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08 March 2024

It takes a village: books, schools, and reading culture

The summer raft of reading challenges has now passed us by, and we’re back to the school grind. What is it that helps keep reading at the top of the BAU list for busy schools and kura?

If you’re a follower of our work, you’ve seen that in 2023 we moved away from our classic children’s reading challenge to offer a reading challenge for teachers and school staff (you can read more about why here).

The Teachers Reading Challenge was a hit, with 1,151 school staff participating from 151 schools; 7,240 books logged including 1,666 NZ books; and somewhere over half a million pages read all up. Generous publishers sponsored a range of prizes, and almost half of the participants also engaged with our teaching resource for Aotearoa NZ books.

One of the teachers was Farrah Chavez from Mount Roskill Grammar School. MRGS won the overall prize, and Farrah also took out the ‘reviewer’ prize for both quality and quantity of reviews submitted.

The twist? Farrah’s not an English teacher: she’s a digital technology teacher. These are two fields which we often see as mutually exclusive. But instead of seeing reading and digital technology as incompatible or diametrical, Farrah is working to bring them together in the classroom.

“Digital technologies are rapidly changing. Unless students learn how to read technical documentations and get acquainted with historical literature to know how past innovators and engineers tackled a problem, the knowledge they learn in school might not be enough when they start working,” Farrah points out.

Her experience with the Challenge was largely informed by her passion for her students’ lifelong learning. “Because the reading challenge was for our ākonga, I focused on reading books that will have a positive impact on them. And if I model good reading habits, starting with the Teachers Reading Challenge, my students will continue to learn through reading even after they finish my class.”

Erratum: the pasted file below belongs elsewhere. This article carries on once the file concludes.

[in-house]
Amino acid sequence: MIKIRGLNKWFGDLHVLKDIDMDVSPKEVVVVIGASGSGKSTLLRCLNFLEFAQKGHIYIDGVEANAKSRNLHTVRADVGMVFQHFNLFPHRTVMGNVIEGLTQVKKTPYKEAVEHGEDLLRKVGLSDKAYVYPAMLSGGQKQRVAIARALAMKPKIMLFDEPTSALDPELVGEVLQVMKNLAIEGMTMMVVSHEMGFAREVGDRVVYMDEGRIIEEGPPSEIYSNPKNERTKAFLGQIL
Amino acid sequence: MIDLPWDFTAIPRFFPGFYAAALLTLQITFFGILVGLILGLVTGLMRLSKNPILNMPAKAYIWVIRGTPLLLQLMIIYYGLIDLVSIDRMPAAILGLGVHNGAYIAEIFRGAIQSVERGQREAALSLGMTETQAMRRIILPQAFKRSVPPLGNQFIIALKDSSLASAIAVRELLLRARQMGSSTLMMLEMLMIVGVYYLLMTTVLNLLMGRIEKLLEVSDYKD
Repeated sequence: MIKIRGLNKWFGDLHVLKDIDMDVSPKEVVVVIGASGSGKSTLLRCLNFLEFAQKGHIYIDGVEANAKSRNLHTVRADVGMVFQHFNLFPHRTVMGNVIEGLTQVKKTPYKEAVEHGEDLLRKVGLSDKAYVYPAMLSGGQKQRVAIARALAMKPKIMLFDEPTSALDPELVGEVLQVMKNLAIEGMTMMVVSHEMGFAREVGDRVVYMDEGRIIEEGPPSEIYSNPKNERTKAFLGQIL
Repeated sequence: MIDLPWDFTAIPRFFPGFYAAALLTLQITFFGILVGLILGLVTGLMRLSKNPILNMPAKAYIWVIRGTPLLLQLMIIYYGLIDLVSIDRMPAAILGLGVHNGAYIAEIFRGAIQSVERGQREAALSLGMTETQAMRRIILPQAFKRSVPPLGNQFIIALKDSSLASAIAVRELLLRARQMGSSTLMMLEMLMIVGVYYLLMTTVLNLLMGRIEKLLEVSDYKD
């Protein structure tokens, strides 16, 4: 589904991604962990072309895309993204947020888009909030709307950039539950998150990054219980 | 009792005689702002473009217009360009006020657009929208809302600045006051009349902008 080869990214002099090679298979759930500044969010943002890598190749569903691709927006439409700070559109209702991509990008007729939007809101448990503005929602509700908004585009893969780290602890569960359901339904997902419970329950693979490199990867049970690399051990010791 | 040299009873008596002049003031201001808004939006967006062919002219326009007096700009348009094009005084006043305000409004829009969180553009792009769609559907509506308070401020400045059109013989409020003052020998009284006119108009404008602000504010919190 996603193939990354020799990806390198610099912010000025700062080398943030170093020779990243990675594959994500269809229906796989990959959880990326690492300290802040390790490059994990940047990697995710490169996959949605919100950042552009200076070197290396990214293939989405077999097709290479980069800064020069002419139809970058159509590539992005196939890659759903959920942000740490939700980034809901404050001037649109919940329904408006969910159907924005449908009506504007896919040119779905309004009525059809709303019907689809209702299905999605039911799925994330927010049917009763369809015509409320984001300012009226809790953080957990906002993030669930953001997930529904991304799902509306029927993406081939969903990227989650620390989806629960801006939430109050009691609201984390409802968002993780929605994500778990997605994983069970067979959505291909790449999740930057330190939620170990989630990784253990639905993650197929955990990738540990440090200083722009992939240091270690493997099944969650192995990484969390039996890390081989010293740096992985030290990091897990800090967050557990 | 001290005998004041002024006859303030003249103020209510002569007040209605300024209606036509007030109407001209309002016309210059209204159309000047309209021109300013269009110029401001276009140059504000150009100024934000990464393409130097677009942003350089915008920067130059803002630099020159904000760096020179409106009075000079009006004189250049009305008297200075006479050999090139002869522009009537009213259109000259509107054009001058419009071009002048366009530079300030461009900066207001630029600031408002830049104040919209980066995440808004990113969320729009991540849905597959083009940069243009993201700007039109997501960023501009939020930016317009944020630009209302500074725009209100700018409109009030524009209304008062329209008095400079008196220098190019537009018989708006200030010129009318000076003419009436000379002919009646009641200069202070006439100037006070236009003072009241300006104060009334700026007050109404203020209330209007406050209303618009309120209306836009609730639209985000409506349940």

It’s heartening that so many teachers—and so many teachers well outside the confines of the English classroom, where we traditionally place reading—are actively working to engage students with reading for pleasure. The classroom is the first and perhaps most obvious community of readers highlighted by the challenge: but it’s not the only one.

A surprising learning from the Challenge was the extent to which teachers, librarians and school staff, too, are seeking communities of readers. We expected perhaps a few hundred teachers to engage with the Challenge in its first year, but instead reached over a thousand. 100% of those who fed back to us indicated that they’ll take part again next year, and a key point of feedback was the desire for a greater ability to engage with each others’ reading and reviews via the website.

We asked Farrah what was behind her drive to review titles in a way that would be useful to other teachers.

“I was inspired by reading the Featured Reviews on the website. When I saw how other teachers are recommending books based on themes and how it could help students, I started reading as if my review can help another teacher with recommending books to their students.”